Saturday November 19, 2011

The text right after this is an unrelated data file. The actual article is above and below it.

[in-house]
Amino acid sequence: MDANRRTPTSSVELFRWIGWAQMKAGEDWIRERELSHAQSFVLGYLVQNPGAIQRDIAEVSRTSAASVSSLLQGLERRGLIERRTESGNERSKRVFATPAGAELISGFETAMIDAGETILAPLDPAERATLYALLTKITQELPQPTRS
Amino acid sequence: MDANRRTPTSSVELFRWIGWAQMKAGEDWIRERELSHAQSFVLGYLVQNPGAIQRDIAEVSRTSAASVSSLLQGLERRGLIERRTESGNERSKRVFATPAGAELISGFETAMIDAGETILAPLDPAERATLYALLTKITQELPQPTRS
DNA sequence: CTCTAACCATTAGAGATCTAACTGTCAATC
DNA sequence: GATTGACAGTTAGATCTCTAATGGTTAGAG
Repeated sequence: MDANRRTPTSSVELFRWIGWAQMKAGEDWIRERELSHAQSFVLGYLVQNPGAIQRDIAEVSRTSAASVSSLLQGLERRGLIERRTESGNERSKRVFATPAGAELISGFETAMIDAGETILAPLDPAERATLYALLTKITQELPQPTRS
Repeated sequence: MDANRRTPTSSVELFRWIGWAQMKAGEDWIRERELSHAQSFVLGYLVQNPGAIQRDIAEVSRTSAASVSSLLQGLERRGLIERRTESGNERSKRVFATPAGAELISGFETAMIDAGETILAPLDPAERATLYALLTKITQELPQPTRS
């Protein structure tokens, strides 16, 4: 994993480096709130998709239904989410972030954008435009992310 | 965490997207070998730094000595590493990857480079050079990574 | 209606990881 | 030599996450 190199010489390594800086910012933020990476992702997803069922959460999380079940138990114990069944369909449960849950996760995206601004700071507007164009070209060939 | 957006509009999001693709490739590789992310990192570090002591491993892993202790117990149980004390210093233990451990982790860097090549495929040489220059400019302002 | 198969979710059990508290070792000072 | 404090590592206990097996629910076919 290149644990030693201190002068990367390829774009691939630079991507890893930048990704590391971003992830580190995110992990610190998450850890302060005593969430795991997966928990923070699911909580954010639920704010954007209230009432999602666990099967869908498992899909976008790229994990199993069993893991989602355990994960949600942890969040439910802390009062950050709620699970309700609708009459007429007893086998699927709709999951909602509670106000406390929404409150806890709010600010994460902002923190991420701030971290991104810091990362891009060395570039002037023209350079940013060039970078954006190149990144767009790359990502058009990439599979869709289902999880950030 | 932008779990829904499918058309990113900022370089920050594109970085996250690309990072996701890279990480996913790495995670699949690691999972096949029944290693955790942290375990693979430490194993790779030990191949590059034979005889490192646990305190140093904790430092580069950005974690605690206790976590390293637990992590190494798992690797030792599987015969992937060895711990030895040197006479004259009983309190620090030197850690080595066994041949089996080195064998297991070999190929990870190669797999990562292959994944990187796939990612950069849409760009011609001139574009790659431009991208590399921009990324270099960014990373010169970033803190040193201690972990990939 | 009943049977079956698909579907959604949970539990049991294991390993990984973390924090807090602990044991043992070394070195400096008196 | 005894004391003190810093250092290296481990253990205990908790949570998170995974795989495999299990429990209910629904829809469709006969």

We woke up Saturday morning pretending it was going to be a normal day.  I'm not really sure what we did that morning but we had lunch, put Sonja down for her nap and I was getting ready to attend my friend's baby shower.  I literally opened my front door, took one step outside and my phone rang.  Again, heart flutter, hesitation, thinking...I'm just going to not answer and go to this baby shower BECAUSE I JUST WANT EVERYTHING TO BE NORMAL. But alas, I answered within a few seconds and my mother was on the other line, crying, telling me the doctor told her that Andrew is quickly dying.  I walked back inside, told my mom we'd be there soon and hung up the phone.  I stood in the kitchen and let my head fall into the cupboard as I began to wail.  Tyler was by my side and within one hour we had packed, woken Sonja from her nap and were in the car driving to Seattle.  Tyler drove, the kids were stunned and confused in the backseat and I sat in the front with two phones - on the phone with family on one and looking up flights on the other.  Nobody wanted to tell Sarah what was going on, as she was in the middle of finishing her fall quarter finals of freshmen year.  I knew in my heart that she needed to know and be home, so I again had to make "the phone call" and had to carefully explain to my baby sister that she needed to pack her bags, not worry about her finals and please get to the airport because I was buying her a ticket to come home that night.  Texts and phone calls were going out, altering friends and family to what was going on and by the time we got to Seattle my good friend was at my mom's to watch the kids so we could go to the hospital.  Tyler and I made our way up to the hospital and bumped into family, friends, people coming to say their last goodbye.  We all were stunned and couldn't believe that this "was it". Walking down that hall in the ICU and into his room and seeing him hooked up to every machine is again, something you will never forget.  The room was dark and quiet, except for the beeps of the machines.  We spent a few hours there, talking to Andrew, even though he was in and out of it.  At some point I went home, nursed my baby then went back to the hospital.  Rachel and Sarah were picked up from the airport late that night and when they arrived we all let out a huge sigh of relief.  They made it.  In time.  Those moments were sacred. All of us together, as a family.  Close friends came and we all stood around Andrew trying to make sense of it all.  Next door to Andrew's room was a private family room they gave us, so my mom, sisters and I spent the night in the chair, couch and on the floor.  We hardly slept but we couldn't leave.  When I would drift to sleep I would awaken with a fright, wondering, "is he still here?". It was perhaps one of the longer nights of my life.